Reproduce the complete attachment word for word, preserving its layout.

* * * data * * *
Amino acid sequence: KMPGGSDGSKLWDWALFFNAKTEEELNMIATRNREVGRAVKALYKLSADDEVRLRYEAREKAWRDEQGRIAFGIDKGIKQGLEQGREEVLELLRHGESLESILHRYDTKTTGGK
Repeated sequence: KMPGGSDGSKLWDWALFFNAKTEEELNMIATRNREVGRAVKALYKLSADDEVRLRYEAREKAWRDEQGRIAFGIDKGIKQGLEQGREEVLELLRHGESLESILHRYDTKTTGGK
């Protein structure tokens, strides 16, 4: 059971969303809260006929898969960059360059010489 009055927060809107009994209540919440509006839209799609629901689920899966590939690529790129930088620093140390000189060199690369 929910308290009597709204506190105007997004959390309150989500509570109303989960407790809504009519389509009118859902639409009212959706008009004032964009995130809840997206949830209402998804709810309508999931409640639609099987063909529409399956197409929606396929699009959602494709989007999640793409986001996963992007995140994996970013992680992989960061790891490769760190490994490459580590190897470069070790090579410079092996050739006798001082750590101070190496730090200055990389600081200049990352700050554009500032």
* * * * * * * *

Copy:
Amino acid sequence: KMPGGSDGSKLWDWALFFNAKTEEELNMIATRNREVGRAVKALYKLSADDEVRLRYEAREKAWRDEQGRIAFGIDKGIKQGLEQGREEVLELLRHGESLESILHRYDTKTTGGK
Repeated sequence: KMPGGSDGSKLWDWALFFNAKTEEELNMIATRNREVGRAVKALYKLSADDEVRLRYEAREKAWRDEQGRIAFGIDKGIKQGLEQGREEVLELLRHGESLESILHRYDTKTTGGK
């Protein structure tokens, strides 16, 4: 059971969303809260006929898969960059360059010489 009055927060809107009994209540919440509006839209799609629901689920899966590939690529790129930088620093140390000189060199690369 929910308290009597709204506190105007997004959390309150989500509570109303989960407790809504009519389509009118859902639409009212959706008009004032964009995130809840997206949830209402998804709810309508999931409640639609099987063909529409399956197409929606396929699009959602494709989007999640793409986001996963992007995140994996970013992680992989960061790891490769760190490994490459580590190897470069070790090579410079092996050739006798001082750590101070190496730090200055990389600081200049990352700050554009500032």